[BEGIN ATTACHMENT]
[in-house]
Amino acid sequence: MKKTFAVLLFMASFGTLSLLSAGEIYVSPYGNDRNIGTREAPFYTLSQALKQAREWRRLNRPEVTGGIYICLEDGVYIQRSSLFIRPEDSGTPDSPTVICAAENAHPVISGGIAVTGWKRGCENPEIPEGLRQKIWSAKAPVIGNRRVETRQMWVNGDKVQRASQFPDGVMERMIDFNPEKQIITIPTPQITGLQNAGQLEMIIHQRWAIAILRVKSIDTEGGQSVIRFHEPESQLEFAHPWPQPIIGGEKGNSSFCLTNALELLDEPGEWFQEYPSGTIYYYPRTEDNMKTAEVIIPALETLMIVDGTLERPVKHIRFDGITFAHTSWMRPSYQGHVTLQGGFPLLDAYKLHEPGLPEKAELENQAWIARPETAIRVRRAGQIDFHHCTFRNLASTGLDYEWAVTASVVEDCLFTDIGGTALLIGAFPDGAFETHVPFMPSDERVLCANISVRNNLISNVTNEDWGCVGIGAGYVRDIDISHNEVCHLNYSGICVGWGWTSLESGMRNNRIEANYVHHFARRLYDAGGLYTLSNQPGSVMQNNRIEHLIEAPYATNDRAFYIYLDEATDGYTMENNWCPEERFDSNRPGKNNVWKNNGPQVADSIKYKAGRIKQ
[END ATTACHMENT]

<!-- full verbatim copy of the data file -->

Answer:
[in-house]
Amino acid sequence: MKKTFAVLLFMASFGTLSLLSAGEIYVSPYGNDRNIGTREAPFYTLSQALKQAREWRRLNRPEVTGGIYICLEDGVYIQRSSLFIRPEDSGTPDSPTVICAAENAHPVISGGIAVTGWKRGCENPEIPEGLRQKIWSAKAPVIGNRRVETRQMWVNGDKVQRASQFPDGVMERMIDFNPEKQIITIPTPQITGLQNAGQLEMIIHQRWAIAILRVKSIDTEGGQSVIRFHEPESQLEFAHPWPQPIIGGEKGNSSFCLTNALELLDEPGEWFQEYPSGTIYYYPRTEDNMKTAEVIIPALETLMIVDGTLERPVKHIRFDGITFAHTSWMRPSYQGHVTLQGGFPLLDAYKLHEPGLPEKAELENQAWIARPETAIRVRRAGQIDFHHCTFRNLASTGLDYEWAVTASVVEDCLFTDIGGTALLIGAFPDGAFETHVPFMPSDERVLCANISVRNNLISNVTNEDWGCVGIGAGYVRDIDISHNEVCHLNYSGICVGWGWTSLESGMRNNRIEANYVHHFARRLYDAGGLYTLSNQPGSVMQNNRIEHLIEAPYATNDRAFYIYLDEATDGYTMENNWCPEERFDSNRPGKNNVWKNNGPQVADSIKYKAGRIKQ